Confectionary giant Cadbury Schweppes is on course for its strongest sales growth in a decade with major new investments planned for Poland, Mexico and Turkey.
The group, which employs around 3,000 workers at its Bournville chocolate plant in Birmingham, yesterday unwrapped proposals for a new £70 million chewing gum factory in Poland.
Cadbury Schweppes is the world's second largest gum maker behind US rival Wrigley, with brands such as Trident, Hollywood, Stimorol and Dirol.
The factory in Poland is expected to open in 2008 as Cadbury spends more money on developing new gum products after agreeing to sell its European soft drinks business for £1.27 billion to a private equity consortium. Proceeds from the sale will be largely used to cut debt.
Cadbury chief executive Todd Stitzer said: "It is an important investment which will enable us to continue to deliver strong growth and innovation from our portfolio of gum brands."
The group, the maker of Dairy Milk chocolate, Trident gum and Dr Pepper drinks, also said it was on track to hit the top of its sales growth target of three to five per cent for 2005, but added it was still unlikely to meet its profit margin goal.
Mr Stitzer declined to give a specific forecast for sales this year, but analysts estimated growth around 5.7 per cent.
"We've had our best sales performance in a decade. We won't be hitting our margin goal range this year but we'll have reasonable growth," Mr Stitzer added.
The group gave a warning on margins in early October after costs rose strongly in the second half, particularly in the US, due to higher oil prices, hurricane-related disruption and a rise in glass bottle prices after a major supplier filed for bankruptcy protection.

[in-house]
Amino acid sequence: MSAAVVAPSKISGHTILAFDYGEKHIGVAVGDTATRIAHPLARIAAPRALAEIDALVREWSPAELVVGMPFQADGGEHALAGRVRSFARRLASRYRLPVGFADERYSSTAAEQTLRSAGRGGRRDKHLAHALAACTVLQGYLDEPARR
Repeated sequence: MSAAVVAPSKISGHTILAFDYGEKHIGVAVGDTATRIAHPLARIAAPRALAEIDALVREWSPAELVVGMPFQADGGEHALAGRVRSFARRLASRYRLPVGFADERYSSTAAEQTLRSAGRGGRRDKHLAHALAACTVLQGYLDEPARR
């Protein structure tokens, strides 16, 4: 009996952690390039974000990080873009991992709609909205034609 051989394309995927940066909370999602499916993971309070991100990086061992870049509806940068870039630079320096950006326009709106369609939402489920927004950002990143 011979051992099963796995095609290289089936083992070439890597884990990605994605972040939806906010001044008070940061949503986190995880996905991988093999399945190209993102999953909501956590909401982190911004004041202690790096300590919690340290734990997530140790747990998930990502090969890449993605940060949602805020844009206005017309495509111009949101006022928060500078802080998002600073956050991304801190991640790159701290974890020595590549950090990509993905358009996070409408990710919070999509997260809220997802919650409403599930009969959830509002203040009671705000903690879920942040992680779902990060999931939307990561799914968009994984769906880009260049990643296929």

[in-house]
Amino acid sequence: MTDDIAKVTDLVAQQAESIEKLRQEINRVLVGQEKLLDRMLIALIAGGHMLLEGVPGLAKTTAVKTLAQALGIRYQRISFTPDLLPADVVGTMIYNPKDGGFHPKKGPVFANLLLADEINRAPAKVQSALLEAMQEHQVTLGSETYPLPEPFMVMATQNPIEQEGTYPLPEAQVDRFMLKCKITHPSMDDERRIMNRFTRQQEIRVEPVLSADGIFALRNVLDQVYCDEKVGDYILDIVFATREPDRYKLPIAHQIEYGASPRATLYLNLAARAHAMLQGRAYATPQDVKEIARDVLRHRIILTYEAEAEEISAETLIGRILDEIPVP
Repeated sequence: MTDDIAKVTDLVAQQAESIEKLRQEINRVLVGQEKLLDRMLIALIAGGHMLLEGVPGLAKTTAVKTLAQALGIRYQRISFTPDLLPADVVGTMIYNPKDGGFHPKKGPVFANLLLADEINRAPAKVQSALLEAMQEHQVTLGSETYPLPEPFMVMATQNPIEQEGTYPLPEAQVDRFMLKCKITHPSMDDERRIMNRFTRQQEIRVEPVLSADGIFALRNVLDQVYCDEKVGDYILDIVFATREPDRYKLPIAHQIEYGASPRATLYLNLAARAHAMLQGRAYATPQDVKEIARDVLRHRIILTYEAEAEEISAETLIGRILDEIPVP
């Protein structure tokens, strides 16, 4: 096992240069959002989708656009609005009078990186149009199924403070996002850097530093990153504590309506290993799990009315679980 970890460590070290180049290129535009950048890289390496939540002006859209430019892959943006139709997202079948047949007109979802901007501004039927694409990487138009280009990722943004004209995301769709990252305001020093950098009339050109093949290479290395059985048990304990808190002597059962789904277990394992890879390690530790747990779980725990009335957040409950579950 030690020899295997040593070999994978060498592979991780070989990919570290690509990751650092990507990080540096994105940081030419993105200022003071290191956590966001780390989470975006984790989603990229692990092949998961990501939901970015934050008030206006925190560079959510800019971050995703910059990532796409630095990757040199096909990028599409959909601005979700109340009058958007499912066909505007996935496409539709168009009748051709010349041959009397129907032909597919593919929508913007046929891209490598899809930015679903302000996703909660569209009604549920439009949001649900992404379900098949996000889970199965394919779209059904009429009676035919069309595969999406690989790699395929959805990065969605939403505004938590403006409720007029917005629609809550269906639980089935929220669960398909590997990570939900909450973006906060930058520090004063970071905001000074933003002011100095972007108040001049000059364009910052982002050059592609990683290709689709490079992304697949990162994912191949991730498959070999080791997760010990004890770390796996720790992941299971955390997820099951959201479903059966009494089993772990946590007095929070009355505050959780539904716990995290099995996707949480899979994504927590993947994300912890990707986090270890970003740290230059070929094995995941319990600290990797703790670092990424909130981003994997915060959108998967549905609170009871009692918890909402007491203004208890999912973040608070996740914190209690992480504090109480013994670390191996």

Mr Stitzer said cost pressures would still be very challenging into 2006, but hoped to offset this with further cost cutting under its Fuel for Growth programme and with price rises.
Analysts say Cadbury shares trade around 16.5 times forecast 2006 earnings, a small discount to its peers such as Nestle and Danone as these Swiss and French rivals have longer records of achieving solid top-line sales growth.
Cadbury, which also makes Halls cough sweets, Trebor mints and Bubblicious bubblegum, said it was in talks with Tahincioglu Holdings to buy its 30 per cent stake in Turkish confectionery business Kent for around £55 million. Cadbury had already acquired a 65 per cent holding in 2002.
Cadbury said the new plant in Poland would create 300 new jobs.
It is also spending another £30 million to expand production of sugar-free gum at its existing gum factory in Mexico.
Analysts' pretax profit forecasts centre around £848 million for 2005 after £817 million in 2004, when stripping out its European beverage business for both years.
Last month, Cadbury agreed to sell its European Orangina and Schweppes soft drinks business for 1 . 85 billion euros (£1.25 billion) to private equity groups Blackstone and Lion Capital.